A letter to Joe Biden: Stop your blind support for Israel
US presidential candidate Joe Biden wants you to believe that he is opposed to Israel’s likely annexation of parts of the occupied West Bank, which Prime Minister Benjamin Netanyahu plans to carry out this month.
“I do not support annexation,” he said during a recent call with American Jewish donors. And yet, Biden’s senior foreign policy adviser, Antony Blinken, has insisted that under no circumstances - not even the annexation of the West Bank - would Biden consider reducing or withholding US military aid to Israel.
In addition, contrary to the position of his former boss, US President Barack Obama, Biden also pledged that, if elected, he would keep disagreements with Israeli policies private.
Questioning US-Israel relations
That’s not what the American people want.
In a new Washington Post poll, 67 percent of respondents said that it is “acceptable” or actually the duty of elected representatives to question the Israel-US relationship. Among Democrats, that number was an overwhelming 81 percent.
The call to be more openly critical of Israeli policy reflects Israel’s continued lurch to the right and US President Donald Trump’s embrace of that, as well as diligent campaigning by Palestinian-Americans and progressive American Jews.
Another factor was the example set by Jewish presidential candidate Bernie Sanders, who talked passionately about Palestinian rights.
Biden's positions on Israel/Palestine are to the right of those of Obama ... and only a pinch less hawkish than Trump's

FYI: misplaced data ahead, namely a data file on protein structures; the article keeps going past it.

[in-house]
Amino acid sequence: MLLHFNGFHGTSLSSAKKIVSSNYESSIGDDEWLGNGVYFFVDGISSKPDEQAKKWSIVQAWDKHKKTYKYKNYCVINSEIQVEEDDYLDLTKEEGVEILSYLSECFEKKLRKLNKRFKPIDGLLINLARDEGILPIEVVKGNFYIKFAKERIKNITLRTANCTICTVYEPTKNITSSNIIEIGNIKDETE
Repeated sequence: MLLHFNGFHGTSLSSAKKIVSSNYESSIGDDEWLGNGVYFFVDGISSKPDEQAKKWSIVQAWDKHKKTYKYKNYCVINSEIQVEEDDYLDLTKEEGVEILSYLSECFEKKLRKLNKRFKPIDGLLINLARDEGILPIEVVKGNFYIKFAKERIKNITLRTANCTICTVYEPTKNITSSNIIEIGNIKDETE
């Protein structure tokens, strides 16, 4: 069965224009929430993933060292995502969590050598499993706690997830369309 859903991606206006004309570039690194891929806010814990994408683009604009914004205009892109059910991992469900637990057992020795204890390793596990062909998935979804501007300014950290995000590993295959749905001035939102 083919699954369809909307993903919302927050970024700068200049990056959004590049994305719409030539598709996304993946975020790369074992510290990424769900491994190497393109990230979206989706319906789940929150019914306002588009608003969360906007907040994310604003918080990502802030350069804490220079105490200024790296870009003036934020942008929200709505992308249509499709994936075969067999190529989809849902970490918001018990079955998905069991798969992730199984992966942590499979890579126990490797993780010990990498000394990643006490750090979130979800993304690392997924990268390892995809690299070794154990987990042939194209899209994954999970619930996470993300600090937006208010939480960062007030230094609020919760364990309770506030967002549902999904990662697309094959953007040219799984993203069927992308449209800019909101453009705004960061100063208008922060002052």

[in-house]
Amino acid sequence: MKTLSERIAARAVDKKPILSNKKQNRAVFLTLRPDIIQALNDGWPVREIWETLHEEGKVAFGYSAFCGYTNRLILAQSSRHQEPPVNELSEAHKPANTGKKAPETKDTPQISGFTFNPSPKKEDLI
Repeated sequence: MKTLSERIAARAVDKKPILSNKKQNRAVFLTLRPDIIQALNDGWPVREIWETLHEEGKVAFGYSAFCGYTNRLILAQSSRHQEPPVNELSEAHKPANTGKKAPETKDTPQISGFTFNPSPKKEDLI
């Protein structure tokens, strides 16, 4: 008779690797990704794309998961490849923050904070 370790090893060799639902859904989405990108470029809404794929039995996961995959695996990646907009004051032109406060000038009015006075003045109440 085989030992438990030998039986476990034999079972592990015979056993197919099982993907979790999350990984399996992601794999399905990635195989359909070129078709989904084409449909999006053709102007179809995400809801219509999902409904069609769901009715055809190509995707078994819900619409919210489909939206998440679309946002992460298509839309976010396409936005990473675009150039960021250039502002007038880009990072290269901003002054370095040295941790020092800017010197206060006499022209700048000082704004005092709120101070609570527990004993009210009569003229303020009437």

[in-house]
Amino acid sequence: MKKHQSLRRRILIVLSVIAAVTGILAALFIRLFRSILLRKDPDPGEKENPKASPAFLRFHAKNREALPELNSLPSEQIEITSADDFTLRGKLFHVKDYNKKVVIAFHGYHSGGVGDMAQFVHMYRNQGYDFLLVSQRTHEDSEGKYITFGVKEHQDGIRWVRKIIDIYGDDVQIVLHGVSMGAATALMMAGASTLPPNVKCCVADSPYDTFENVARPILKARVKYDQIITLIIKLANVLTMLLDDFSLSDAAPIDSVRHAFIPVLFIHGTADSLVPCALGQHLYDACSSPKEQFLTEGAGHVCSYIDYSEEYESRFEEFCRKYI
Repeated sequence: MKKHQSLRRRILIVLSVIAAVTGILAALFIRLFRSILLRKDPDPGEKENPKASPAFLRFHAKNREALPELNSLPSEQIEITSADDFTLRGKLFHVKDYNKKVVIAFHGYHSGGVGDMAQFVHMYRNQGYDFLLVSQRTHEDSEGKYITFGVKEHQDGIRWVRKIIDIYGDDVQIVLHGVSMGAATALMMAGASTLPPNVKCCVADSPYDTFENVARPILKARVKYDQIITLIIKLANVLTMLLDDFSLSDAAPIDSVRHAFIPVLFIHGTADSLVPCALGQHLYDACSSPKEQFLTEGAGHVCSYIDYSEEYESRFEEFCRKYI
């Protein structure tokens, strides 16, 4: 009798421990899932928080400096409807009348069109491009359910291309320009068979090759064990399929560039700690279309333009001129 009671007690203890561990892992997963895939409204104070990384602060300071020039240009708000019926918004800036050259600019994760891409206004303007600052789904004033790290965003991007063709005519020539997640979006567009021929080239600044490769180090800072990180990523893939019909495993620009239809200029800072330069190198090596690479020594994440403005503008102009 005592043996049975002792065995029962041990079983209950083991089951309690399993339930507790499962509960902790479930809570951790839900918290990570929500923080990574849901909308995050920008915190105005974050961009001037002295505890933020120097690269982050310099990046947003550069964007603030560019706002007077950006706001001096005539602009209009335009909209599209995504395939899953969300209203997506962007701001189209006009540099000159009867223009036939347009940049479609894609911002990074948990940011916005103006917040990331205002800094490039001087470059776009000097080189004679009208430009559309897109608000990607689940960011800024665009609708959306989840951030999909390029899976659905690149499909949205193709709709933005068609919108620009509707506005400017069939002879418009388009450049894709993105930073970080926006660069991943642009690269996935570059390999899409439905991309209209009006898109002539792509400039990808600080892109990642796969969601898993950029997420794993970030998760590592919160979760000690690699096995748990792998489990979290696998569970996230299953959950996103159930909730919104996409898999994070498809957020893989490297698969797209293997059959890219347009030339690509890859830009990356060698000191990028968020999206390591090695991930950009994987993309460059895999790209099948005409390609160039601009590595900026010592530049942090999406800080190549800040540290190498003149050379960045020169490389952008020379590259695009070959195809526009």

The sentiment that US leaders must take a critical look at Israeli policies is reflected in a letter recently sent to Biden by more than 100 groups, calling on him to adopt policies towards the Israeli government and Palestinian people “based on the principles of equality and justice for all”.
Endorsers include the American Friends Service Committee, American Muslims for Palestine, CODEPINK, the Council on American-Islamic Relations, IfNotNow and Jewish Voice for Peace, among others.
The letter arose out of concern that Biden’s positions on Israel/Palestine are to the right of those of Obama, who openly clashed with Israel on issues such as illegal settlements and the Iran nuclear deal - and only a pinch less hawkish than Trump's.
Biden’s positions were made painfully clear in a statement on his campaign website entitled “Joe Biden and the Jewish Community: A record and a plan of friendship, support, and action”. It opened by conflating the Jewish state with Jewish values and went on to brag about Biden’s role in increasing military aid to Israel at the end of the Obama administration.
It also promised that Biden, in violation of the first amendment, would continue attacks on individuals and organisations that boycott Israel for political reasons and referred to Palestinian “choices” to commit violence.
Within days of the statement’s release, the backlash was so fierce that the degrading language of Palestinian “choices” was removed - but the statement remains a testament to Biden’s unwavering support for the rightwing Netanyahu government.
While Biden is tone deaf to changing US sentiments towards Israel, many in the Democratic party are leaving him in the dust.
The sea change among Democrats in general, and young Jews in particular, was best captured during a few key moments in the Democratic presidential race. The first was in March 2019, when most candidates refused to attend a conference sponsored by the American Israel Public Affairs Committee (AIPAC), recognising the pro-Israel lobby as an impediment to achieving a just and lasting peace in Palestine/Israel.
Another key moment was at an October 2019 conference, organised by the liberal Jewish group J Street, when the audience burst into applause after then-candidate Sanders suggested leveraging the $3.8bn the US gives Israel annually towards pushing Israel to respect Palestinian human rights.
Striving for fairness and equality